Coupled to that is an explicit numeracy that comes in with the archaic pen and paper calculations involved throughout. Obviously end of game scoring is one example of this but the peculiar mechanics of goods adds explicit arithmetic when you are selling as well. This is not just in terms of ‘X + Y = Z’ but in terms of assessing which goods will be sold so as to minimise overspend. Goods are spent all at once and you can’t make change. Similarly, the upwards curve of value frustrates any easy compensation – you can’t just move pegs left and count because they have a different value depending on which slot they occupy.
Coupled to this the coin dice add an additional numerate complication because their inherent value needs to be added to any goods that are being sold, and their value may change depending on what developments have been purchased.
When it comes to spending workers there is at least a visual aid, but this is also a numerate activity because it involves arithmetic on the dice and modifiers apply as a result of the developments purchased.
The game expects a lot of numeracy in other words. It’s certainly possible for someone else to sum up the score at the end, but everything else is a core part of the game decision making and can’t be outsourced without game impact.
However, it’s not all bad – the game is reasonably simple and while there is an expectation of a certain degree of tactical awareness it’s not a game where you can realistically do badly in most cases. You can certainly play sub-optimally, but playing poorly is more difficult. Luck is a great equaliser, and like all Yahtzee based games there’s a lot of luck here.
As far as memory goes the game does an excellent job of representing all elements of game state in an easily understood way. The checking off of development boxes provides a visual reminder of what someone was working towards and how far they’ve gotten. The score sheet comes with a reminder of all the pertinent rules, and the convention of ticking and circling elements on the sheet gives an at-a-glance view of how the player has been developing their empire during the game. The pegboards show clearly what goods have been accumulated and how much food is in the store, and by looking around the table a player can get an equally detailed reminder of what stage of advancement everyone else has reached. There is nothing in the game that doesn’t have a reminder for people and that is great.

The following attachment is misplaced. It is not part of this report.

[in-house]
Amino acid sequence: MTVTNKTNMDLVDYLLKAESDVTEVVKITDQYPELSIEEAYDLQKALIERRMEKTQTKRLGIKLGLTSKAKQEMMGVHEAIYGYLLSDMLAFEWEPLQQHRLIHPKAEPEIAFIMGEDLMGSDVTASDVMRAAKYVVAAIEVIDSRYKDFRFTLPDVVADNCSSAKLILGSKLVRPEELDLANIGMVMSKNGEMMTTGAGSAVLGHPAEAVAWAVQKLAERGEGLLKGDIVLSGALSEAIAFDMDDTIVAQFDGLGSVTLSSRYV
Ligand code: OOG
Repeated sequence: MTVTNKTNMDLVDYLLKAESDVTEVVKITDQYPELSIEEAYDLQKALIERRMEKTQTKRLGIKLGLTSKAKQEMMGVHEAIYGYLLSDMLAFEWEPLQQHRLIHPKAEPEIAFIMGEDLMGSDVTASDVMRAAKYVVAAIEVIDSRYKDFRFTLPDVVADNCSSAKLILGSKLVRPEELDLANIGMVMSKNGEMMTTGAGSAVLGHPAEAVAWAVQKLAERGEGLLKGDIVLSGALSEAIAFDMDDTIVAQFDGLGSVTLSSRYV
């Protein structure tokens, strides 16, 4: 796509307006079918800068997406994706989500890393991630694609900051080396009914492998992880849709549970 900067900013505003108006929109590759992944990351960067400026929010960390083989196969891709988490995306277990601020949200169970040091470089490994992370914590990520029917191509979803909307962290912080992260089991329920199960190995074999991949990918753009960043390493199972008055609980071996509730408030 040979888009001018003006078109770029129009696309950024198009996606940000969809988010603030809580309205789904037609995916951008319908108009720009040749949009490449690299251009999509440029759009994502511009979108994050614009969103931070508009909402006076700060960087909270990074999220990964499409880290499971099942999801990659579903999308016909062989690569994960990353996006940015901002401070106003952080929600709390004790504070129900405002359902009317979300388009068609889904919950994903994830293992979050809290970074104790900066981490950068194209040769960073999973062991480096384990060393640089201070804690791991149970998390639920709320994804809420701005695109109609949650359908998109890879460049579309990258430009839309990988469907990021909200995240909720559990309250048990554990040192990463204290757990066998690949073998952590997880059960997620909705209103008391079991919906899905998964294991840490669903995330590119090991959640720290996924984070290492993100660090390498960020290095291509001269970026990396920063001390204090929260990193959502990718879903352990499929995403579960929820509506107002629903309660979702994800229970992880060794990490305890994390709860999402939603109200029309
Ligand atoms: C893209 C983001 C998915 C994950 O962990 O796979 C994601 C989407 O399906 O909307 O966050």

For players with memory impairments we offer a strong recommendation. For those with fluid intelligence impairments we’re prepared to offer a tentative recommendation but bear in mind the caveats above. The primary sticking point is the degree to which you feel the affected players can deal with the expectation of numeracy throughout.
There’s not much players can do to interfere with the plans another has constructed. Really, it comes down to two things:
- Being the first to complete a monument and thus gaining the larger point bonus
- Rolling sufficient skulls to impact on an opponent
Even when bad things happen the impact is minor (a few lost points or goods) and each can be mitigated with technological advancement. The only pointed form of aggression would be for a player to intentionally attempt to roll three skulls to trigger the ‘pestilence’ disaster – that, for some reason, impacts on every opponent rather than the player themselves. Players that have purchased the religion upgrade may attempt to do the same thing with the Revolt disaster (five or more skulls). Both of these strategies can be nullified with developments.